Location: Forage Seed and Cereal Research2015 Annual Report
1a. Objectives (from AD-416):
Objective 1: Identify new genetic markers for selecting resistant hop germplasm to downy and powdery mildews. Objective 2: Develop new disease resistant germplasm for public release. Objective 3: Construct optimized integrated management approaches for powdery mildew susceptible cultivars. Sub-objective 3.A: Describe the ontology of crown bud development, susceptibility of crown buds to powdery mildew in different developmental stages, and dynamics of flag shoot emergence. Sub-objective 3.B: Develop a PCR assay to rapidly identify mating type in P. macularis; determine prevalence of mating types among isolates of P. macularis in the Pacific Northwest. Objective 4: Develop and apply genotyping approaches to assess the diversity, geneticdifferentiation, and sexual recombination in the downy mildew and powdery mildew pathogens. Sub-objective 4.A: Identify and develop simple sequence repeat markers in Pseudoperonospora humuli and elucidate the degree of diversity, selfing, and population differentiation within and among population at multiple hierarchical scales. Sub-objective 4.B: Identify polymorphic loci among isolates of Podosphaera macularis and characterize the genetic diversity, population structure, and relatedness of the population in the Pacific Northwest U.S. to other populations of the pathogen in the world.
1b. Approach (from AD-416):
Objective 1: Identify molecular markers associated with plant resistance to P. humuli and P. macularis. Progeny developed from crosses of resistant and susceptible parents will be screened by pathogen challenge, and single nucleotide polymorphic (SNP) marker identification and genotyping-by-sequencing will be performed. Objective 2: Development of multiple pathogen resistant germplasm or varieties. Progeny of crosses of parental material that possess relative resistance to powdery and downy mildews will be successively challenged with each disease to identify germplasm with enhanced resistance to both. Resistant germplasm that possess excellent agronomic and brewing characteristics will be released. Objective 3: Construct optimized integrated management approaches for powdery mildew susceptible cultivars. Hypothesis 3.A: Successful perennation of the powdery mildew fungus occurs via infection of juvenile crown buds and such crown buds develop asynchronously. Management factors that reduce late season severity of powdery mildew will reduce overwintering survival of the pathogen. Crown bud development phenology will be determined and plants will be challenged with powdery mildew at selected stages. Treatment at different stages will be evaluated. Hypothesis 3.B: The absence of the ascigerious stage of Podosphaera macularis in the Pacific Northwestern U.S. is due to the absence of one of requisite mating types of the fungus. PCR amplification of conserved regions in MAT1-1 and MAT1-2 loci of P. macularis will be optimized and pathogen isolates collected from a variety of cultivars and hop yards in the Pacific Northwest will be tested to determine the frequency of each mating type. Objective 4: Develop and apply genotyping approaches. Hypothesis 4.A: P. humuli is heterothallic, possessing a high degree of genetic diversity in the Pacific Northwestern U.S, and the population is structured at the scale of individual fields. P. humuli isolates will be obtained from three hop yards in western Oregon. After suitable SSR loci and primers are developed from pyrosequences, genotyping will be performed by capillary sequencing of 7 to 10 SSR loci per isolate. Hypothesis 4.B: The population of Podosphaera macularis in the Pacific Northwestern U.S. exhibits a low degree of genetic diversity or structure based on geography or cultivar host. Multiple nuclear loci will be identified, PCR-amplified, and sequenced from Pacific Northwest, northeastern U.S., and European isolates. Population genetic parameters will be calculated and differentiation among geographic populations will be estimated.
3. Progress Report:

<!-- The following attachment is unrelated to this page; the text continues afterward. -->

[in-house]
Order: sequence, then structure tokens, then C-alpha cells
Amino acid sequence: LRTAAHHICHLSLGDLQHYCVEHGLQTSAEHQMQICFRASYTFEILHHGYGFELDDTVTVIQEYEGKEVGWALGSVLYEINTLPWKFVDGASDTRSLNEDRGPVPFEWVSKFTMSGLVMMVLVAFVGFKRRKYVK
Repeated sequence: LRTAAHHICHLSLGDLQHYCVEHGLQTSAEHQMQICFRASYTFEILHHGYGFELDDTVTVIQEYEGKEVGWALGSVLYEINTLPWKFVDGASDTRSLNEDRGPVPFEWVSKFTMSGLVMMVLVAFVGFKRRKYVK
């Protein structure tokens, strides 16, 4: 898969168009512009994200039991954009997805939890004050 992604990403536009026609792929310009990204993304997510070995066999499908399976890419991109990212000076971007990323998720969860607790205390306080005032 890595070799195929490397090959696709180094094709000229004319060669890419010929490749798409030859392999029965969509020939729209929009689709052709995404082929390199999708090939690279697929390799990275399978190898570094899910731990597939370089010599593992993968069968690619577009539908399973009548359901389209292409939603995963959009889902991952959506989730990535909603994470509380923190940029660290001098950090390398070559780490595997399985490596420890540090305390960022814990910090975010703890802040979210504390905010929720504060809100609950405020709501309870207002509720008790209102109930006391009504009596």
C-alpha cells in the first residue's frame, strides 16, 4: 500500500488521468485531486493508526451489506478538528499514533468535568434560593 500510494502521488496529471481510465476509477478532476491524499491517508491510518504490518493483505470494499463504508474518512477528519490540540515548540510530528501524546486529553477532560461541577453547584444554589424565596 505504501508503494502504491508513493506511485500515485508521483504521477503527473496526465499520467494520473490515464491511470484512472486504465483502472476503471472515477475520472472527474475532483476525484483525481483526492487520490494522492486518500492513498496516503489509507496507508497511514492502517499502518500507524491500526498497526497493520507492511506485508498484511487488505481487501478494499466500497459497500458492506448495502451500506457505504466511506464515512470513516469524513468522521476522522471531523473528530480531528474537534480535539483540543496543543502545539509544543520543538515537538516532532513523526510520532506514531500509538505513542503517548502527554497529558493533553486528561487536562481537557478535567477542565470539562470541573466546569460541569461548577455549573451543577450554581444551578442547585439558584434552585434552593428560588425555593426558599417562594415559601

Disease response and genetic characterization of downy mildew resistance in the population resulting from ‘Teamaker’ x USDA 21422M was completed, as was the disease response and genetic characterization of resistance to powdery mildew in the population resulting from ‘Newport’ x USDA 21110M as proposed in Objective 1. USDA-ARS scientists identified and made publically available genetic markers linked to resistance to downy mildew in hop. USDA-ARS scientists also characterized disease resistance to downy mildew in a diverse collection of 116 hop cultivars housed in the USDA-ARS germplasm collection. These same cultivars were sequenced and genetic markers related to disease reaction were identified. In support of Objective 2, approximately 650 female selections from crosses designed to combine resistance to powdery and downy mildews were transplanted to on-farm plots for further evaluation under normal growing conditions. First year validation of disease resistance as well as plant vigor under field conditions (grown as single plants per plot) was completed. In addition, new crosses were made to address the recent emergence of a strain of powdery mildew into the Pacific Northwestern U.S. that is capable of infecting formerly resistant cultivars. Seed from these crosses were germinated, grown out in a greenhouse, and inoculated with multiple strains of the powdery mildew and downy mildew pathogens. Disease susceptible offspring were culled from this breeding nursery and the resulting offspring (approximately 2400) were evaluated in a breeding nursery. Further selection in this nursery for disease resistance, plant vigor and whether or not they are female or male plants is ongoing. Current DNA fingerprinting methods for hop utilize outdated technology that is both time consuming and expensive. Studies were completed to identify a minimum set of genetic markers needed to DNA fingerprint hop cultivars. USDA-ARS scientists devised a quick, inexpensive technique to help identify unknown hop cultivars using modern technologies. In collaboration with Washington State University, progress was made on understanding how the powdery mildew fungus overwinters (Objective 1, sub-objective 3A). Results of infection studies suggest that bud infection, leading to pathogen perennation, may occur over an extended period of time, but is most likely during juvenile stages of bud development. Emergence of the pathogen during the ensuing season was linked to host growth. Analysis of historical data collected since 2000 identified that prior to overwintering of the pathogen, certain cultural practices such as pruning method, and winter temperature were associated with the occurrence and frequency of survival of the pathogen. Field experiments were designed and implemented (in collaboration with Washington State University and cooperating producers) to quantify the association of disease control measures on ability of the pathogen to overwinter. Results from these experiments have been inconclusive given the low level of overwintering of the pathogen. Further studies are underway to link late season disease severity to the likelihood of pathogen survival. In collaboration with Oregon State University, studies were initiated to determine how the frequency and location of overwintering of the powdery mildew pathogen influences disease development at the landscape level. We discovered that in Oregon, landscape-level outbreaks of powdery mildew affecting two-thirds of hop yards were associated with survival of the pathogen in less than 5% of hop yards in April and May. Efforts are underway to model risk factors for regional disease spread and development, laying the foundation for an area-wide management approach for the disease. A three-year study, in collaboration with Washington State University, to quantify the prevalence and incidence of powdery mildew on cultivars possessing a resistance factor called R6, which formerly provided high levels of resistance to powdery mildew, was completed. The distribution of powdery mildew on these cultivars was quantified, and found to be widespread and increasing in severity. Differences in susceptibility among cultivars possessing R6 also were identified. Characterization of the pathogen found two resistance genes remain effective against the newly emerged strains of the fungus, and this information was used to inform new crosses made during 2015. Screening of USDA germplasm was initiated to identify new sources of resistance to virulent strains of the powdery mildew pathogen; several promising sources have been identified. Studies were conducted to describe the mating system of the hop downy mildew pathogen. Results of this work indicates that most or all strains of the pathogen are capable of producing survival spores in large numbers. However, the survival spores appear to have a conditioning requirement before being infective. This finding advances our understanding of pathogen survival and may have implications for disease management. Isolates of the powdery mildew fungus continue to be collected, increased, and preserved to support future population genetic diversity analyses in support of project plant objectives. Progress was made in developing methods to extract DNA and RNA of sufficient quality for sequencing for both the powdery mildew and downy mildew pathogens. A study with scientists at Cornell University was conducted to compare the fidelity and suitability of RNA and DNA-based methods for discovery of genetic markers in the downy mildew pathogen. Based on this work, a strategy for assessing genetic diversity of the downy mildew pathogen has been established. Simple assays to identify and differentiate the hop downy mildew pathogen from the closely related cucurbit downy mildew pathogen were developed and made publically available. Identification of genes underlying host range of the cucurbit and hop downy mildew pathogens is underway with collaborating scientists at the North Carolina State University.